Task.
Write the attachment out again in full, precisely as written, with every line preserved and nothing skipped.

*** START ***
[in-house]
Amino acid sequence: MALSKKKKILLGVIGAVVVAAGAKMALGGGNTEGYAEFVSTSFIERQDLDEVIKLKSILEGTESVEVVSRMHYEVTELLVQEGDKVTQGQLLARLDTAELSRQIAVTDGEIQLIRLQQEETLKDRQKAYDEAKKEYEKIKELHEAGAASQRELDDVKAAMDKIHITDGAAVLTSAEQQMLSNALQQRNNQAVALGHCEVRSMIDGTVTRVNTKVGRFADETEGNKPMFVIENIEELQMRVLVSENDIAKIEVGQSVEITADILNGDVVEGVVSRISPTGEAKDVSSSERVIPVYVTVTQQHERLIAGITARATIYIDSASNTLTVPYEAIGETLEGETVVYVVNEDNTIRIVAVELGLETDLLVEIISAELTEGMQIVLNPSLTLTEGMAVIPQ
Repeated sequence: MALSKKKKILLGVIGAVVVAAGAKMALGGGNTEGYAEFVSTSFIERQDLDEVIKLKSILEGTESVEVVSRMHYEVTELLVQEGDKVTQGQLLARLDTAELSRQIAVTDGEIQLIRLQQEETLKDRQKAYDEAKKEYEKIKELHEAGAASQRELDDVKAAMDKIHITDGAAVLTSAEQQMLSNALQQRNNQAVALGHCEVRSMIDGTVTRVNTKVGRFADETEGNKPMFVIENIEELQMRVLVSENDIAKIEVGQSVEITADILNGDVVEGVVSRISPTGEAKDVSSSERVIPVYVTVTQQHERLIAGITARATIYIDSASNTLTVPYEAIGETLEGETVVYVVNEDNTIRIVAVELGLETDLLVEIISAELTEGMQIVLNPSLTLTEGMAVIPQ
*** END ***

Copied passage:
[in-house]
Amino acid sequence: MALSKKKKILLGVIGAVVVAAGAKMALGGGNTEGYAEFVSTSFIERQDLDEVIKLKSILEGTESVEVVSRMHYEVTELLVQEGDKVTQGQLLARLDTAELSRQIAVTDGEIQLIRLQQEETLKDRQKAYDEAKKEYEKIKELHEAGAASQRELDDVKAAMDKIHITDGAAVLTSAEQQMLSNALQQRNNQAVALGHCEVRSMIDGTVTRVNTKVGRFADETEGNKPMFVIENIEELQMRVLVSENDIAKIEVGQSVEITADILNGDVVEGVVSRISPTGEAKDVSSSERVIPVYVTVTQQHERLIAGITARATIYIDSASNTLTVPYEAIGETLEGETVVYVVNEDNTIRIVAVELGLETDLLVEIISAELTEGMQIVLNPSLTLTEGMAVIPQ
Repeated sequence: MALSKKKKILLGVIGAVVVAAGAKMALGGGNTEGYAEFVSTSFIERQDLDEVIKLKSILEGTESVEVVSRMHYEVTELLVQEGDKVTQGQLLARLDTAELSRQIAVTDGEIQLIRLQQEETLKDRQKAYDEAKKEYEKIKELHEAGAASQRELDDVKAAMDKIHITDGAAVLTSAEQQMLSNALQQRNNQAVALGHCEVRSMIDGTVTRVNTKVGRFADETEGNKPMFVIENIEELQMRVLVSENDIAKIEVGQSVEITADILNGDVVEGVVSRISPTGEAKDVSSSERVIPVYVTVTQQHERLIAGITARATIYIDSASNTLTVPYEAIGETLEGETVVYVVNEDNTIRIVAVELGLETDLLVEIISAELTEGMQIVLNPSLTLTEGMAVIPQ